Categories of Society Essay

Submitted By blacqtears
Words: 868
Pages: 4

Sociologists have classified the different types of societies into five categories, each of which possess their own unique characteristics: Hunting and gathering societies, Pastoral societies, Horticultural societies, Agricultural societies, Industrial societies and Post-industrial societies
Hunting and gathering societies survive by hunting game and gathering edible plants. Until about 12,000 years ago, all societies were hunting and gathering societies. There are five basic characteristics of hunting and gathering societies:
• The primary institution is the family, which decides how food is to be shared and how children are to be socialized, and which provides for the protection of its members.
• They tend to be small, with fewer than fifty members.
• They tend to be nomadic, moving to new areas when the current food supply in a given area has been exhausted.
• Members display a high level of interdependence.
• Labor division is based on sex: men hunt, and women gather.
In a horticultural society, hand tools are used to tend crops. The tools they used were simple: sticks or hoe-like instruments used to punch holes in the ground so that crops could be planted. With the advent of horticultural machinery, people no longer had to depend on the gathering of edible plants—they could now grow their own food. They no longer had to leave an area when the food supply was exhausted, as they could stay in one place until the soil was depleted. There are five basic characteristics of hunting and gathering societies:
• The primary institution is the family, which decides how food is to be shared and how children are to be socialized, and which provides for the protection of its members.
• They tend to be small, with fewer than fifty members.
• They tend to be nomadic, moving to new areas when the current food supply in a given area has been exhausted.
• Members display a high level of interdependence.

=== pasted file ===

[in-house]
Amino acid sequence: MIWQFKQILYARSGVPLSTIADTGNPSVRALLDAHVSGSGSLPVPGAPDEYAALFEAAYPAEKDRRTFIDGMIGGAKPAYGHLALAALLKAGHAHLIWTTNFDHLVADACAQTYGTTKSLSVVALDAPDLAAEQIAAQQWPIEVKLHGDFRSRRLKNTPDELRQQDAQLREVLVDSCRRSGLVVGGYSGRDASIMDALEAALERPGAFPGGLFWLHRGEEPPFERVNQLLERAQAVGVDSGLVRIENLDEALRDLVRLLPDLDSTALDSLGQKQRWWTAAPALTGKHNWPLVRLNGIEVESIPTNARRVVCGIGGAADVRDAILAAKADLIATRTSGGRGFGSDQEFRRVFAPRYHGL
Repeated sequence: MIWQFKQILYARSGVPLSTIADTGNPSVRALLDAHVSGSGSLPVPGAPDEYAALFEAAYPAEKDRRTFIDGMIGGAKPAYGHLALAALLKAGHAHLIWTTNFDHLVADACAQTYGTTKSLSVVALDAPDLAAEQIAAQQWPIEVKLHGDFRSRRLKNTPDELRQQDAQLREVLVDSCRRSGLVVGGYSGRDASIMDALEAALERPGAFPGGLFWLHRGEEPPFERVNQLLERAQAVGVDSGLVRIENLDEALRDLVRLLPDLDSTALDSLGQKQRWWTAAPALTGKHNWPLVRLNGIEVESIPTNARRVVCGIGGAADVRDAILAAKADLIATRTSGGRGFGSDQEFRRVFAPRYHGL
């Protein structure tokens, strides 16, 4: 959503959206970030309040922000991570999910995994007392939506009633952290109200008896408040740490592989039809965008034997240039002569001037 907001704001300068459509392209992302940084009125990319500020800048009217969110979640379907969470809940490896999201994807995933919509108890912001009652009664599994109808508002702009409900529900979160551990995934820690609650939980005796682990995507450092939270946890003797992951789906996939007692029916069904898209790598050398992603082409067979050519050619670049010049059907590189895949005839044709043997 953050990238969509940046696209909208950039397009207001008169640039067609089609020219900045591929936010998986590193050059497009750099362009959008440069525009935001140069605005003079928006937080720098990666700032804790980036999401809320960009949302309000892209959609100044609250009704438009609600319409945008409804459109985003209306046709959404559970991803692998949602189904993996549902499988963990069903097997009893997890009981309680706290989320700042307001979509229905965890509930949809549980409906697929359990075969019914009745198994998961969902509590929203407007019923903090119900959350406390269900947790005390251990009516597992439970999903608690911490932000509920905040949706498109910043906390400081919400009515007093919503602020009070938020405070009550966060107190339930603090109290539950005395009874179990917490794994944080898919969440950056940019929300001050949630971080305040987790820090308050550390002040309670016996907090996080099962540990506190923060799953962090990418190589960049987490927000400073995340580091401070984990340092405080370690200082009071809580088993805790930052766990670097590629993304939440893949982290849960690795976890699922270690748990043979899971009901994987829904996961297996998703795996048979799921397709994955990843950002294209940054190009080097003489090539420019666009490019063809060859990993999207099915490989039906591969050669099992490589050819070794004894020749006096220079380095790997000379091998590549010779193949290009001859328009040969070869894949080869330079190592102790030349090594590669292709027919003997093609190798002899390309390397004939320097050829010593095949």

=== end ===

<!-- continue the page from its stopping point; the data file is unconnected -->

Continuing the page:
• Labor division is based on sex: men hunt, and women gather.
A pastoral society relies on the domestication and breeding of animals for food. Some geographic regions, such as the desert regions of North Africa, cannot support crops, so these societies learned how to domesticate and breed animals. The members of a pastoral society must move only when the grazing land ceases to be usable. Many pastoral societies still exist in Africa, Latin America, and parts of Asia. As techniques for raising crops and domesticating and breeding animals improved, societies began to produce more food than they needed. Societies also became larger and more permanently rooted to one location. For the first time in human history, not everyone was engaged in the gathering or production of food. As a result, job specialization emerged. While some people farmed or raised animals, others produced crafts, became involved in trade, or provided such goods as farming tools or clothing.
The invention of the plow during the horticultural and pastoral societies led to the establishment of agricultural societies approximately five thousand to six thousand years ago. Members of an agricultural tend crops with an animal harnessed to a plow. The use of animals to pull a plow eventually led to the creation of cities and formed the basic structure of most modern societies.
The development of agricultural societies followed this general sequence:
• Animals are used to pull plows.
• Larger areas of land can then be cultivated.
• As the soil is aerated during plowing, it yields more crops for longer periods of time.
• Productivity increases, and as long as there is plenty of food, people do…